The hour before class and immediately following class. Additional meeting times are available by appointment or by chance.
This course provides an introduction to and survey of the problems and methods of representing, classifying, and displaying information to facilitate decision making, task performance, retrieval, and analysis.
The role of information organization in the information transfer process will be used to provide an initial framework for considering representation, classification, and display. Efforts to organize information serve as a foundation for information retrieval, interpretation, and other value-added processes. In short, organization is not an independent function, but depends, for instance, on collection and selection decisions and contributes to retrieval and other uses of an organized collection (database) of information.
Information professionals are frequently called upon to work with the raw materials of their organizations (e.g., transactions, records, reports, customers, employees, and other physical objects) by representing their essence, ordering them for access, and displaying or presenting them for use in light of the anticipated needs of managers, employees, clients, and other organizational role holders. A specific example of the product of this scenario might be a personnel or inventory database. Other similar scenarios bring together raw materials or objects from many organizations for access and use (e.g., a directory of repositories of Pre-Columbian artifacts and their holdings). Scenarios of this type emphasize declarative knowledge or facts of interest to people who need or who are likely to need the collected information.
Looking toward the future, more complex scenarios are emerging. Hypermedia, distributed intelligence, knowledge-based systems, and virtual reality, for example, all require intricate representation, classification, and presentation strategies. These tools usually require more than organization of facts. Rather, they tie facts together with procedures, conditions, and structures: A knowledge-based system to help diagnose and repair an automobile might contain knowledge in various forms. For example, if you wish to replace the exhaust system of your 1984 Corvette (condition), then you might also want to know the parts (declarative) that you will need, why those parts are required (structural)-for the inquisitive, and how to go about replacing them (procedural). Thus, special issues in representation, classification, and presentation are needed to meet the requirements of these visions involving the appearance of "intelligence."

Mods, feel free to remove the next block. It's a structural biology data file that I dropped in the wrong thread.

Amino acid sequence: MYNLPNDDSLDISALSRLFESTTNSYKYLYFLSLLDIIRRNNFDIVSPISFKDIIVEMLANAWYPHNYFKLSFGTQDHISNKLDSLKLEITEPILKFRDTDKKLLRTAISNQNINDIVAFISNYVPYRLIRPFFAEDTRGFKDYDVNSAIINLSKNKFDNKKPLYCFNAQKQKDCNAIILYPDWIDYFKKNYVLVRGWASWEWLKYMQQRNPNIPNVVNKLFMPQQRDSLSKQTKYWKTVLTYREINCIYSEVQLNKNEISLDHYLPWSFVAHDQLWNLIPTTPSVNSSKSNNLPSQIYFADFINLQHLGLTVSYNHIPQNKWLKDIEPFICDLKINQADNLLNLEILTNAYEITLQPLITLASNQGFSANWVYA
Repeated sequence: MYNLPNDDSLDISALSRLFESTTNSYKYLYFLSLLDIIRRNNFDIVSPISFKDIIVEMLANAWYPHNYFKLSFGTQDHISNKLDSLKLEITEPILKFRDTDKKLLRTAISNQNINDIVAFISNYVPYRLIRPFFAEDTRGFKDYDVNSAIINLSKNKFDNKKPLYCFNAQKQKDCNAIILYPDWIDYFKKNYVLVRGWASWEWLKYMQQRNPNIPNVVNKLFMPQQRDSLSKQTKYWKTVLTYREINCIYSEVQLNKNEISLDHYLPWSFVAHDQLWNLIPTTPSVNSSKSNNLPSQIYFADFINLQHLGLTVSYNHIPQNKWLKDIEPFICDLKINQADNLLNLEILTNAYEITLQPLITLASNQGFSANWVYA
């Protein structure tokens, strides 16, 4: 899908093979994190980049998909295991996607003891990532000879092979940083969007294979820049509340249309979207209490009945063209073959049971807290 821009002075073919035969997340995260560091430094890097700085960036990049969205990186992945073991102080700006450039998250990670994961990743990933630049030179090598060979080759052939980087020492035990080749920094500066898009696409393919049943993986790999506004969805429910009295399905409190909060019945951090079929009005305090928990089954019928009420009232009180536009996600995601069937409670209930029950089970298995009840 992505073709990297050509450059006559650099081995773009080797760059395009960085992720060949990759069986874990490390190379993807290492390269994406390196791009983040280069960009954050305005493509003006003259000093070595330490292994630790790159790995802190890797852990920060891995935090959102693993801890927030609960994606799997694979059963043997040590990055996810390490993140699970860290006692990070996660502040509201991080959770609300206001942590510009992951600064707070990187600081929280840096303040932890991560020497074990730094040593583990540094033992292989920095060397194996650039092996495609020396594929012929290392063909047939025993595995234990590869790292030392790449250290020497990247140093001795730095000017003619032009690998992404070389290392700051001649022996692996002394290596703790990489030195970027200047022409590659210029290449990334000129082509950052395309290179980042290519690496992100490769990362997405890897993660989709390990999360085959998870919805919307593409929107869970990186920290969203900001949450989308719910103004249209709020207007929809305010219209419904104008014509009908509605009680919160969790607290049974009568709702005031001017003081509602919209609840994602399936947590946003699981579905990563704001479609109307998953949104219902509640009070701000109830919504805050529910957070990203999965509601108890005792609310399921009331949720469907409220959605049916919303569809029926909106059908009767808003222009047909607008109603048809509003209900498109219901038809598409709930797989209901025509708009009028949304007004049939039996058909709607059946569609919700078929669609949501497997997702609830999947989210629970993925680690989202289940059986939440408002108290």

In order to provide you with the foundation needed to participate as professionals in both current and future scenarios, this course emphasizes designs that support the organization of and access to both traditional collections of declarative knowledge and the intelligent systems of the future.
Your grade will be determined through your performance on the following:
Participation (Oral Contributions): 50%
Portfolio (Written Contributions): 50%
Participation: This will reflect your contributions and general interest in the class. It has been said that we do not truly know what we think until we have had to express our ideas or reactions. I, therefore, wish to encourage your questions and comments both within and outside of class through a supportive environment, where no question is silly and no comment is without value. As Albert Einstein is purported to have said: "The important thing is not to stop questioning."
Portfolio: Over the course of the semester you will develop a portfolio of your written work. This work will consist of your responses to readings, thoughts on discussion questions, solutions to design problems, evaluations of organization schemes underlaying existing information systems, and reflections on the act of organizing information. A portion of your portfolio will be in response to specific assignments that I will provide as we move from topic to topic. The remainder will consist of your own particular contribution to allow you to investigate your own interests as well as to express your own insights. [You might treat the discretionary portions of your portfolio as a journal where you, for instance, include your reflections on readings, class discussions, group work, experiences, happenings in the world, etc. that relate to organizing information.] I will look at new material for your portfolio or review previously submitted items (at your discretion) every few weeks as noted on the schedule. You complete portfolio will be due for final review and evaluation on the last day of class (December 4, 1996). Only the final portfolio will be graded. NOTE: Your final Portfolio may be turned in up to one week late without any deduction for lateness.
Unless I specifically indicate otherwise for a specific assignment, collaboration, discussion, and seeking of assistance from me and others is encouraged. My major interest is in your learning and I believe that learning will best proceed as we share questions, answers, experiences and the like. In any case, words drawn from others should be so indicated by quotation marks or other established style and ideas drawn from others should refer to their source.